With the rumor that Mountain Lion will launch tomorrow, a bunch of developers have been released Mountain Lion compatable software updates recently, and we can now add the excellent Carbon Copy Cloner to the list. Carbon Copy Cloner allows you to automatically make backups of your data using a simple-yet-powerful interface. CCC 3.5 requires Snow Leopard, Lion, or Mountain Lion, while 3.4.x will continue to run on Tiger and Leopard. As a nice bonus, Carbon Copy Cloner 3.5 also includes support for the Retina display. Here's the full changelog:
- This version of CCC requires Mac OS X Snow Leopard, Lion, or Mountain Lion, and is fully qualified on each of those OSes. We will continue to provide user support and bug fixes for Tiger and Leopard users on CCC 3.4.x for a while longer.
- Recovery HD support has been overhauled to better support the concept of "one Recovery HD partition per volume", rather than one per disk. If you have multiple backup volumes with different OSes (e.g. Lion and Mountain Lion), CCC can associate a Recovery HD with each one and apply the appropriate OS to each Recovery HD partition.
- We have leveraged code signing within CCC for nearly five years. For GateKeeper compliance on Mountain Lion, however, CCC is now signed with an Apple Developer Certificate.
- Most of the binaries in the CCC bundle are now 32/64-bit Intel-only binaries.
- Fixed an issue that appeared in 10.7.4, specific to Macs running Lion with a 64-bit kernel, in which the /Volumes folder on the destination volume would be locked rather than hidden. This resulted in external volumes being unmountable when booted from the backup volume.
- Performance of deleting scheduled tasks is much improved.
- CCC previously encountered some performance problems when simultaneously saving very large numbers of scheduled tasks (e.g. > 29). These problems should now be resolved. This is most applicable when updating CCC, or when CCC has been moved and all tasks must be re-saved at the same time.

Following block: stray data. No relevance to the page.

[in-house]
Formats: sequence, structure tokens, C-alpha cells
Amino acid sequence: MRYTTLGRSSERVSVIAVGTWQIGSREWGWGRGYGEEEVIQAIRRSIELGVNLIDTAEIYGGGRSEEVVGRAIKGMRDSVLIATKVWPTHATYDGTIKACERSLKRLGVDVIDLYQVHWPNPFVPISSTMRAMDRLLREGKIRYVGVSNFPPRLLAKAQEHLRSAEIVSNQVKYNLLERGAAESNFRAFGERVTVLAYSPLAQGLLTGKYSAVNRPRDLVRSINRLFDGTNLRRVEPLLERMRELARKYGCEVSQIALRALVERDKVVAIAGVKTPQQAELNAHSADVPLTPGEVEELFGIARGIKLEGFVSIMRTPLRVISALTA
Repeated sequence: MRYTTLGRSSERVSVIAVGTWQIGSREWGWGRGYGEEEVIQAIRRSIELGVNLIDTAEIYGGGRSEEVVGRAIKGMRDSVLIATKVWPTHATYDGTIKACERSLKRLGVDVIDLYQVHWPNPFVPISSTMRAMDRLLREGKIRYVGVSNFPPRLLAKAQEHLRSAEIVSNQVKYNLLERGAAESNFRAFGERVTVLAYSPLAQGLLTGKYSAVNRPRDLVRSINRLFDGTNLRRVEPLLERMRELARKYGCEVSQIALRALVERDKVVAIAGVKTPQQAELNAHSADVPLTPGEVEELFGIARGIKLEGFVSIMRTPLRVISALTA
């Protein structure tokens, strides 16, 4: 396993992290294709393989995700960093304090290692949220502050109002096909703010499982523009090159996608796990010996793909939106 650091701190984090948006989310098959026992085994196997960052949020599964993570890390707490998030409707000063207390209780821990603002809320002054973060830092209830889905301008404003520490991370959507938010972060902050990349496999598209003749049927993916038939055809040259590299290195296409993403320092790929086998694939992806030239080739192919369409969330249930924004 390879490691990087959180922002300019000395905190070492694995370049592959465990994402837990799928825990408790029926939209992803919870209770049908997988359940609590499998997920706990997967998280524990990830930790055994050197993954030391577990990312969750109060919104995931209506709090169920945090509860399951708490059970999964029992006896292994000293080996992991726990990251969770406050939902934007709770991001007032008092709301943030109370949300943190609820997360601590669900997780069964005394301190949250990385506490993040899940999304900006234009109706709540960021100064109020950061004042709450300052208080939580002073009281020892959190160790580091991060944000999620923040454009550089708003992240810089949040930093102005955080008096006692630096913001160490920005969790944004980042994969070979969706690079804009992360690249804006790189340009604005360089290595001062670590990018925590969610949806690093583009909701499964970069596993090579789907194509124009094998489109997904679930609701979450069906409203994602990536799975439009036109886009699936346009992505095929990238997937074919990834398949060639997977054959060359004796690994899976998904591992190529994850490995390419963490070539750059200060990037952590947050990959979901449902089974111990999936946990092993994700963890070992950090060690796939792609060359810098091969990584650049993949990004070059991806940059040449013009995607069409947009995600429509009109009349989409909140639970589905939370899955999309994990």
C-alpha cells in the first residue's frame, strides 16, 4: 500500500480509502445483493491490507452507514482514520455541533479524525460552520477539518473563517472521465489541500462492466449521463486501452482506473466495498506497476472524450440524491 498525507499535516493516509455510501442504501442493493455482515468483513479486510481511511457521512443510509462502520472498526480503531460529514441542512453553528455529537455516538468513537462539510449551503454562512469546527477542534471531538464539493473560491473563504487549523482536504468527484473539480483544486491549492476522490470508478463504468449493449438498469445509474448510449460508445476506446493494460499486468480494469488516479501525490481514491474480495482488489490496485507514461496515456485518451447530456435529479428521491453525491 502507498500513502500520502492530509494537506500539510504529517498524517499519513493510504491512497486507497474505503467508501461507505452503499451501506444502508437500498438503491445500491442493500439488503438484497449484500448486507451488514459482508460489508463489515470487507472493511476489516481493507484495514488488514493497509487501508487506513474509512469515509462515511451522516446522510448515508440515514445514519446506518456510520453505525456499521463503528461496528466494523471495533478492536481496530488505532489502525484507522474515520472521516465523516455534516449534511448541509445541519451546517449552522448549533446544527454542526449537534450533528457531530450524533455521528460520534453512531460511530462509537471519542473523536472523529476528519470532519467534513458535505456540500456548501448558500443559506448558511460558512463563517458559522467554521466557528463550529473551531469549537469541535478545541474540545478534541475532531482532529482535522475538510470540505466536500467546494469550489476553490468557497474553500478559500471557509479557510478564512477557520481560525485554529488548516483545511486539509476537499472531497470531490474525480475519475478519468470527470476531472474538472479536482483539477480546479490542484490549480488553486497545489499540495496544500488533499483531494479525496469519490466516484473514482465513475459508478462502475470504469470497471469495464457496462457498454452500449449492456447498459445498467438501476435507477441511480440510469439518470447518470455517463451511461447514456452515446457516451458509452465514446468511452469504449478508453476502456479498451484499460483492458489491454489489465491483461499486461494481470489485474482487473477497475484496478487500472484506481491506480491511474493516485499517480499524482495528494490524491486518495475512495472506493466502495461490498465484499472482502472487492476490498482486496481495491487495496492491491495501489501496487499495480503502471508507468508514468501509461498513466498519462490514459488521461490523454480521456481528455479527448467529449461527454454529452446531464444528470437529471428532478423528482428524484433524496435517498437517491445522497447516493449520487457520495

- Updated graphics for High Resolution support on the new MacBook Pro (Retina).
You can get the new update now.
Read More | Carbon Copy Cloner
Apple Airport Utility 6.0 brings iCloud, fixes to Time Capsule, Airport Extreme, and Airport Express
Apple has been on fire these last few weeks rolling out all kinds of updates. Most recently Apple updated its Airport Express, Airport Extreme and Time Capsule base stations to include iCloud support for Back to My Mac and a few bug fixes with the 802.11n wireless network problems.
Also included with this update is the ability to wirelessly access your backed up data on these devices. It should be noted, however, that in order to take full advantage of the remote access included in this update you will have to be running OS X Lion. Run Software Update to grab the new hotness.
Online backup provider Carbonite today announced the release of version 5.0 of its eponymous software, along with two new premium-level plans.
The new plans are HomePlus, which will run $99 per year, and HomePremier for $149. Both add local backup capability, for faster, full-system restoring from external drives connected to your PC. On top of that, the HomePremier edition adds a Courier service, which means Carbonite will ship a recovery disk in case of data loss. Carbonite continues to sell the Home version for $59 a year for one computer with unlimited storage.
Two brands get most of the mindshare when it comes to online backup: Mozy and Carbonite. For a long time, these were also the two major providers of "unlimited" storage backup, meaning no matter how much data your PC held, it would be stored and protected on the service's remote servers. Since Mozy discontinued its unlimited storage plan, Carbonite is the biggest name in this game, though there are other unlimited plays, such as the newer Backblaze.
We've been intrigued by a Bitcasa since we learned about the service a little over a week ago. The promise of the company is that they offer "infinite storate on your desktop" - a one-stop shop for storing all of your data, regardless of how much data you have. We've heard similar claims in the past from other companies, but they quickly renegged and changed terms to a tiered model. We're used to hearing terms like "unlimited" thrown around by wireless carriers, but even they will start throttling your data (or shutting it off) if you use too much of your unlimited allotment. That's actually why Bitcasa uses the term "infinite" instead of "unlimited" - they really want you to know that they mean what they say. The company was founded by a crew from companies like Mastercard, VeriSign, and Mozy, so it's easy to imagine that things like security and data protection would be taken seriously.